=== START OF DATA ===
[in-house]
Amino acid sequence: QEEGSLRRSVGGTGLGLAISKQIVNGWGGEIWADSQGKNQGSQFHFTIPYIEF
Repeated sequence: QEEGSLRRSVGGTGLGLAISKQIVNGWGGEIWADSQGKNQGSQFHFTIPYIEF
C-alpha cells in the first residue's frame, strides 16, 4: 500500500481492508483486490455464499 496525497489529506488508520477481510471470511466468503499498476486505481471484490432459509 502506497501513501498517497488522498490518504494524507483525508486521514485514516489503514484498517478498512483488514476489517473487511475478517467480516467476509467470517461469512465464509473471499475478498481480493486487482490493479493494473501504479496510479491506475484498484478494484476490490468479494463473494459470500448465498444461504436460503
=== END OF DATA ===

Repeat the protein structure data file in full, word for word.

[in-house]
Amino acid sequence: QEEGSLRRSVGGTGLGLAISKQIVNGWGGEIWADSQGKNQGSQFHFTIPYIEF
Repeated sequence: QEEGSLRRSVGGTGLGLAISKQIVNGWGGEIWADSQGKNQGSQFHFTIPYIEF
C-alpha cells in the first residue's frame, strides 16, 4: 500500500481492508483486490455464499 496525497489529506488508520477481510471470511466468503499498476486505481471484490432459509 502506497501513501498517497488522498490518504494524507483525508486521514485514516489503514484498517478498512483488514476489517473487511475478517467480516467476509467470517461469512465464509473471499475478498481480493486487482490493479493494473501504479496510479491506475484498484478494484476490490468479494463473494459470500448465498444461504436460503